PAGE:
}  
]}

Another example:

{"buttons":[
  {
    "name": "Lounge Lights",
    "address": "50:f5:da:07:e1:fa",
    "interface": "ens160",
    "url": "http://hassio:8123/api/services/light/toggle",
    "method": "POST",
    "headers": {"x-ha-access": "password"},
    "json": true,
    "body": {"entity_id": "light.living_room"}
  },
  {
    "name": "Downstairs Lights",
    "address": "44:65:0d:2e:7a:11",
    "interface": "ens160",
    "url": "http://hassio:8123/api/services/light/turn_off",
    "method": "POST",
    "headers": {"x-ha-access": "password"},
    "json": true,
    "body": {"entity_id": "group.downstairs_switches"}
  },
  {
    "name": "Downstairs Switches",
    "address": "44:65:0d:2e:7a:11",
    "interface": "ens160",
    "url": "http://hassio:8123/api/services/switch/turn_off",
    "method": "POST",
    "headers": {"x-ha-access": "password"},
    "json": true,
    "body": {"entity_id": "group.downstairs_switches"}
  }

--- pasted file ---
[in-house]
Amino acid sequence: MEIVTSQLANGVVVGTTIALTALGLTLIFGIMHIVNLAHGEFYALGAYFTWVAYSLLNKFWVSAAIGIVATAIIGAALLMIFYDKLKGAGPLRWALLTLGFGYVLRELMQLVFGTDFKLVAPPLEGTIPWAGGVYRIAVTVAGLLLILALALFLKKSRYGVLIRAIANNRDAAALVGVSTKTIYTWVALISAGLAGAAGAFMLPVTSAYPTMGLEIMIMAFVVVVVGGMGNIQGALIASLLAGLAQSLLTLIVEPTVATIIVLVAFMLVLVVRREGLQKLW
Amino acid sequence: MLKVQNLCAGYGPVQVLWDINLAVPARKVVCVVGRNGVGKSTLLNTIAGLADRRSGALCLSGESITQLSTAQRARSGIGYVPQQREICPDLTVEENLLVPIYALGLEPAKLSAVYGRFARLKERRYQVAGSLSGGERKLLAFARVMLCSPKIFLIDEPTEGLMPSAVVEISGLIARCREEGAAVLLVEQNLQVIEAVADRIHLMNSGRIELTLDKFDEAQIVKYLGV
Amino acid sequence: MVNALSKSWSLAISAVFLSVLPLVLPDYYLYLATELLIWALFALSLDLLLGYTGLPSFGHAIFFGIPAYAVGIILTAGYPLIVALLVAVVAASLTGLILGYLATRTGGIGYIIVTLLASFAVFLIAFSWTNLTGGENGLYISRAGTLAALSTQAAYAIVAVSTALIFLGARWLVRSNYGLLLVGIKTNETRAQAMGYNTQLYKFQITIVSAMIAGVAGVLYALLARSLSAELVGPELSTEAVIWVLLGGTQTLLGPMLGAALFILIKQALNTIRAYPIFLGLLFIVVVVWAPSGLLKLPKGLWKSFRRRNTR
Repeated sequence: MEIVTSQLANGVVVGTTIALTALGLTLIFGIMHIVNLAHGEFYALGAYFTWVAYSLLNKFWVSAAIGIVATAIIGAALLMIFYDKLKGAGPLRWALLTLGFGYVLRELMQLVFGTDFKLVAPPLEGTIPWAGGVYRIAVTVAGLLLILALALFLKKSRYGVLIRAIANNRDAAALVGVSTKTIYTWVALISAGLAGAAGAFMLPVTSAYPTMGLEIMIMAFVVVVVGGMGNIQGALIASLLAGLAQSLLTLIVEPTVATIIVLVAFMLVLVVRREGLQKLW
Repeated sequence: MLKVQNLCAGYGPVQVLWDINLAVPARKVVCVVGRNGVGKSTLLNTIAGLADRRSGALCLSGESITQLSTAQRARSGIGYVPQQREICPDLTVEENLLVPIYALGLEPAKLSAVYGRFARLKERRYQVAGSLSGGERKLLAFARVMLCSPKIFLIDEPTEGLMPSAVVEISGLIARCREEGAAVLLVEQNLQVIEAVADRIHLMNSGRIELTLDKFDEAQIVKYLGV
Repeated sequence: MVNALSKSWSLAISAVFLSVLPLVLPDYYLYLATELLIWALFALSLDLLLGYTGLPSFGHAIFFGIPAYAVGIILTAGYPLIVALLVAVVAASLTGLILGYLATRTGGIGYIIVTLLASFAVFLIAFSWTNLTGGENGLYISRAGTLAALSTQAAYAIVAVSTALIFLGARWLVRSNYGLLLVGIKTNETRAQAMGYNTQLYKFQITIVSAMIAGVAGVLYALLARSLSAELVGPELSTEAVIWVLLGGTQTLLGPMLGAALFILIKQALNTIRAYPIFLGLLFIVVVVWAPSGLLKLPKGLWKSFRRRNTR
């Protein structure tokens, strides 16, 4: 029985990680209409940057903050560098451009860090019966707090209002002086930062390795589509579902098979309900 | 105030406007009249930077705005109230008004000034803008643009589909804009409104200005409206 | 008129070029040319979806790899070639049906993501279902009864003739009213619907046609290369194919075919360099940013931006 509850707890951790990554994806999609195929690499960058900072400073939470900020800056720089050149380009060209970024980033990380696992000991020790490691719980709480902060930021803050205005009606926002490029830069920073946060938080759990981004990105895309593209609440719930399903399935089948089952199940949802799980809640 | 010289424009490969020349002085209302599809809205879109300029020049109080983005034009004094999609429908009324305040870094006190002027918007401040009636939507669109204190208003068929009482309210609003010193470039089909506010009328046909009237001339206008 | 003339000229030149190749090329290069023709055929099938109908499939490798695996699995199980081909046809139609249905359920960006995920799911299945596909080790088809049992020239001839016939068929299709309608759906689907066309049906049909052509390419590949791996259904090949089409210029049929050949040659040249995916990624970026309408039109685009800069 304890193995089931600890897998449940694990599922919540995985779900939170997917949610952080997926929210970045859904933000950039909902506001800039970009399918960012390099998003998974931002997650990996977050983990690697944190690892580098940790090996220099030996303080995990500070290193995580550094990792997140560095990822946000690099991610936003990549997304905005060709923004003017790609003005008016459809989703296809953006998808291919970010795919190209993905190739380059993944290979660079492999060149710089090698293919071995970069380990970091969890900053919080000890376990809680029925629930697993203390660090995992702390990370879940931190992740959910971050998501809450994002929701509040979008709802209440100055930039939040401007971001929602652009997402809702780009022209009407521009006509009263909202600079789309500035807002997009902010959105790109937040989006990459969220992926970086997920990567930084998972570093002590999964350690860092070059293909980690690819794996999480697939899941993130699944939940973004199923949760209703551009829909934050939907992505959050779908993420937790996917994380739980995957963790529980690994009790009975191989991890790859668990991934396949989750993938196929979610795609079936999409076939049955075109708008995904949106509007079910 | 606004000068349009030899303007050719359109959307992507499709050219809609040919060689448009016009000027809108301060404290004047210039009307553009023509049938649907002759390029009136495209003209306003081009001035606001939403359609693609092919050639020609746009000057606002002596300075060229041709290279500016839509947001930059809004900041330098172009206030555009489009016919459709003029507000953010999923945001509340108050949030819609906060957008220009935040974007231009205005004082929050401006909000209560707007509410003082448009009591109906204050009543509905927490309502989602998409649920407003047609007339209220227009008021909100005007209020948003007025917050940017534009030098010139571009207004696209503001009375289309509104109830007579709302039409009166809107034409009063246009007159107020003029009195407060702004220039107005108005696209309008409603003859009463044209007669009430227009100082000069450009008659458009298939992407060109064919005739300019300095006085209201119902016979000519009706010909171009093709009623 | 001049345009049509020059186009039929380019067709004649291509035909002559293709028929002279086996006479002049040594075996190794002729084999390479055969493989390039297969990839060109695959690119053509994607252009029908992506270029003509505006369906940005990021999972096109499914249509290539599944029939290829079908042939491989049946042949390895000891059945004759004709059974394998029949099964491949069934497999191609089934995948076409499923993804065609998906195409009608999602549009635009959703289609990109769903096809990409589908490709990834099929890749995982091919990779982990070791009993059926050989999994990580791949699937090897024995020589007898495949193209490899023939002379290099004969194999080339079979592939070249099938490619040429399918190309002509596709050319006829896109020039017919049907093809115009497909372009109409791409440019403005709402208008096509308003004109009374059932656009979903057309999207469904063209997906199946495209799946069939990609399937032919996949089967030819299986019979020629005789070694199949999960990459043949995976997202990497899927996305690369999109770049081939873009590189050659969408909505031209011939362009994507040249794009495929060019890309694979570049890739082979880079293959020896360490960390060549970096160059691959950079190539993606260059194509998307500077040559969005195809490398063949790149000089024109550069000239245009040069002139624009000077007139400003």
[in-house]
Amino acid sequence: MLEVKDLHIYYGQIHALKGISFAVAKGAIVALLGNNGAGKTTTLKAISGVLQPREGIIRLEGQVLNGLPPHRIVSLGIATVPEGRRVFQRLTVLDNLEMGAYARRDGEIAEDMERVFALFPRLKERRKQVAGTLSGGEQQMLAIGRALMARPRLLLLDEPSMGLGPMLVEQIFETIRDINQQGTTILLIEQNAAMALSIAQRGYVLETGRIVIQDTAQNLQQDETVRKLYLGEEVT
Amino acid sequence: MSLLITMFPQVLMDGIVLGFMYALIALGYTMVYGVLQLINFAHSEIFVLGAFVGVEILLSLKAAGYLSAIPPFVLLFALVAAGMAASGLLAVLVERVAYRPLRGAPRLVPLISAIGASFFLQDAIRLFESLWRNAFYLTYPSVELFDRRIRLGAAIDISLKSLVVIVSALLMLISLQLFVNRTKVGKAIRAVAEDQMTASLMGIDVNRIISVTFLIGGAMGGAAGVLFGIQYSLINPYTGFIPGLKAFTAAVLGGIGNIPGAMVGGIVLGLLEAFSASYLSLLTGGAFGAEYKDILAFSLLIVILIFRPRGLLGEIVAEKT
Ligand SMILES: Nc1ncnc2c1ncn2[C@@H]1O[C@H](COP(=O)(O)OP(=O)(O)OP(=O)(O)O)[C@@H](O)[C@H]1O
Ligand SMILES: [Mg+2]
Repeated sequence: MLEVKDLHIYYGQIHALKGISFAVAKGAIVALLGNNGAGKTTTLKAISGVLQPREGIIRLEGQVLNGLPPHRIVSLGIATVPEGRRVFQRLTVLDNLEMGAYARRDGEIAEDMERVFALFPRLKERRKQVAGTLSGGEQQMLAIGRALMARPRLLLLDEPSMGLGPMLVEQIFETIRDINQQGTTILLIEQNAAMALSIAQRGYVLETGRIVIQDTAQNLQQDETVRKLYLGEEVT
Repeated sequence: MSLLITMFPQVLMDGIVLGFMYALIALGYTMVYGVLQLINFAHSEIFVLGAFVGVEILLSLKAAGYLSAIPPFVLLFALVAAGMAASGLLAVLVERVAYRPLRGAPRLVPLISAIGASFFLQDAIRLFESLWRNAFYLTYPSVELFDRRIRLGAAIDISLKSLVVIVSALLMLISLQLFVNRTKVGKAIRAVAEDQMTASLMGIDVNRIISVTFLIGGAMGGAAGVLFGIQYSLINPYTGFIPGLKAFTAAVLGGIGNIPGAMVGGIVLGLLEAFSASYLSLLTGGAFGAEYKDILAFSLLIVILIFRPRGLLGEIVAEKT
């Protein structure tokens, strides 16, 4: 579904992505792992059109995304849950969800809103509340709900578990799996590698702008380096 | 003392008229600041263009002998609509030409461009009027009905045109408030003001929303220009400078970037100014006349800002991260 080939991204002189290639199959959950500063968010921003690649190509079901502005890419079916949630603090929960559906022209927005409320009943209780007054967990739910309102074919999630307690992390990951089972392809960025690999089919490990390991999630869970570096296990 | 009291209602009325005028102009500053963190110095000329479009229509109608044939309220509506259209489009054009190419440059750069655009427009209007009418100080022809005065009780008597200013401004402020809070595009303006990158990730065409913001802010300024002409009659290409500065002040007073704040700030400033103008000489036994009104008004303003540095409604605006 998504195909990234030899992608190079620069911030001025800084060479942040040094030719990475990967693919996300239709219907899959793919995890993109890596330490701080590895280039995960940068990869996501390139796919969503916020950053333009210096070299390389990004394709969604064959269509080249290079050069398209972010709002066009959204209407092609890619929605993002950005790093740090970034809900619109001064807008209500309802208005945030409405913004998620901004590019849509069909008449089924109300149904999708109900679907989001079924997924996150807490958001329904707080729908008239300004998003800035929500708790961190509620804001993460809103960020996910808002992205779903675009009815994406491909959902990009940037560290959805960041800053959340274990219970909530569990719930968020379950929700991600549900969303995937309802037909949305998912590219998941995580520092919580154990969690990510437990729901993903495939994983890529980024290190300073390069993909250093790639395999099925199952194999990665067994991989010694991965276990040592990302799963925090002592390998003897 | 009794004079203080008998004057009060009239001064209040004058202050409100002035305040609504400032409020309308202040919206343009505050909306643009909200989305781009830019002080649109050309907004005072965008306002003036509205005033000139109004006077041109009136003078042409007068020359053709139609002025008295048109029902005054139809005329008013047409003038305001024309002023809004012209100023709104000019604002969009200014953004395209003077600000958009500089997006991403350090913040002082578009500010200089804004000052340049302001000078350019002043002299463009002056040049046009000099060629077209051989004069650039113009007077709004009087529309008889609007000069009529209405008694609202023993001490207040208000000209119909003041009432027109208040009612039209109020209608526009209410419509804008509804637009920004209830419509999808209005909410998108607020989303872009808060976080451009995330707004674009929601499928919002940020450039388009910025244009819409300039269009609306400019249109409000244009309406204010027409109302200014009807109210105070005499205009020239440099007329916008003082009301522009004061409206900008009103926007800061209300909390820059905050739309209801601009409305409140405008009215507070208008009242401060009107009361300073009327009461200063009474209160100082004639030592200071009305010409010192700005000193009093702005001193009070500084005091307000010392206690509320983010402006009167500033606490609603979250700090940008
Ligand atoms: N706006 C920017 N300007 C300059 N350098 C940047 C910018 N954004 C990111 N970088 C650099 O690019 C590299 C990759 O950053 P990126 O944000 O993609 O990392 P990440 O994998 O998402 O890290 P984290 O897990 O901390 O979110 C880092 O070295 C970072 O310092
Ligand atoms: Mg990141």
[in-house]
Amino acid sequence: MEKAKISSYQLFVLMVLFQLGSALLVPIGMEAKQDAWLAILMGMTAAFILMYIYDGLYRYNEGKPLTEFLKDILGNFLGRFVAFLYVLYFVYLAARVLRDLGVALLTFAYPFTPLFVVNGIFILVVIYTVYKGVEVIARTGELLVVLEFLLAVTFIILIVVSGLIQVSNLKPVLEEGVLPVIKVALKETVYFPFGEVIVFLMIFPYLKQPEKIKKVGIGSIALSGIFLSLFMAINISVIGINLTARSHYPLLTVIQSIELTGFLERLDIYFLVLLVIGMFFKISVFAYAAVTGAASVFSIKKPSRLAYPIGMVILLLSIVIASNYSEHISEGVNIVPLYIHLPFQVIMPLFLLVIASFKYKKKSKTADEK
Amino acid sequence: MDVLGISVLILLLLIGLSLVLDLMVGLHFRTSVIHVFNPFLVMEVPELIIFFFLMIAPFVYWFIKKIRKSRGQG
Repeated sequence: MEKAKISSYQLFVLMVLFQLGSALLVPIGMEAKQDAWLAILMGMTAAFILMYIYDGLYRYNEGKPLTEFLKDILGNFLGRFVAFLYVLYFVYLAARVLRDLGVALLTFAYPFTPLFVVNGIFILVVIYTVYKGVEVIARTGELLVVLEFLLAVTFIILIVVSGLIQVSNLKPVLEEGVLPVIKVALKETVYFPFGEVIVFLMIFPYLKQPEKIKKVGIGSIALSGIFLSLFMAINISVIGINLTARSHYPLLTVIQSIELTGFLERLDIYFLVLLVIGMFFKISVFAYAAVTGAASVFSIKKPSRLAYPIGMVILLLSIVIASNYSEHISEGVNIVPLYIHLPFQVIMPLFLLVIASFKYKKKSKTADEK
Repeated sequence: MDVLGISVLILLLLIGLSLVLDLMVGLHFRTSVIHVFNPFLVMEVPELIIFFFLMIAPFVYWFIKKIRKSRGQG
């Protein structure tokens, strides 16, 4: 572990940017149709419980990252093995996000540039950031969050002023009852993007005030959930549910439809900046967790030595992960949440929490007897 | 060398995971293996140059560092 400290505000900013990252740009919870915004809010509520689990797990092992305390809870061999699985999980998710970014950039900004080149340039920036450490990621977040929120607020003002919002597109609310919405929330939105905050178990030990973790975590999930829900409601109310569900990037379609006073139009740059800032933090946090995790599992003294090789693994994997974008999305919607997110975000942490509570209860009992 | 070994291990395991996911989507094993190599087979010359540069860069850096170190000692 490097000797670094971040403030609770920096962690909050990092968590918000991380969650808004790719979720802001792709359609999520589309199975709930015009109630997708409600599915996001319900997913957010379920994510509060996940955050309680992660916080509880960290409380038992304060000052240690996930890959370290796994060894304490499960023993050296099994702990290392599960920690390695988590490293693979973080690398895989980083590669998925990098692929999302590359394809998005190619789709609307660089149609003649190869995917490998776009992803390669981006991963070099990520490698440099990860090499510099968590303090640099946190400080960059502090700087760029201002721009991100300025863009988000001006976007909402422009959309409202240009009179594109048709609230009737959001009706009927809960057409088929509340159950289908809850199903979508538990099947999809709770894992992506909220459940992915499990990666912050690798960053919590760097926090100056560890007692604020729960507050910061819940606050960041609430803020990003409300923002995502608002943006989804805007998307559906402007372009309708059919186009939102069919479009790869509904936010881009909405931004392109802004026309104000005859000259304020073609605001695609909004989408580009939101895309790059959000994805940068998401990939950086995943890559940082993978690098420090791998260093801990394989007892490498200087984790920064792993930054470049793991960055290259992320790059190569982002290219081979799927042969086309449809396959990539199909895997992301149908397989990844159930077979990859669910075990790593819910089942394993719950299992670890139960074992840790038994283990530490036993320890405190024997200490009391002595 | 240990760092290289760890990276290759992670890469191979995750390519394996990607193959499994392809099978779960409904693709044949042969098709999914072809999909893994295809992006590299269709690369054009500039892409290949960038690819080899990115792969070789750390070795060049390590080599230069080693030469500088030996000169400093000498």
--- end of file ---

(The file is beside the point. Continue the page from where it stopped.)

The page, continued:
]}

Note that the interface specified is the network interface on your hassio host. Often eth0.

Buttons take up to 13 options.

  • name - Optionally give the button action a name.
  • address - The MAC address of the button.
  • interface - Optionally listen for the button on a specific network interface. (enX on OS X and ethX on Linux)
  • timeout - Optionally set the time required between button press detections (if multiple pressese are detected) in milliseconds. Default is 5000.
  • protocol - Optionally set the protocol for your Dash button. Options are udp, arp, and all. Default listens to arp. The "newer" JK29LP button from ~Q2 2016+ tends to use udp.
  • url - The URL that will be requested.
  • method - The HTTP method of the request.
  • headers - Optional headers to use in the request.
  • json - Optionally declare the content body as being JSON in the request.
  • body - Optionally provide a content-body that will be sent with the request.
  • formData - Optionally add formData that will be sent with the request.
  • debug - Used for testing button presses and will -not- perform a request.
  • cmd - Used to run a local command rather than an HTTP request. Setting this will override the url parameter.

Setting and using these values should be enough to cover almost every kind of request you need to make.

Protips

Here are few protips about Dash buttons that will help you plan how to use them.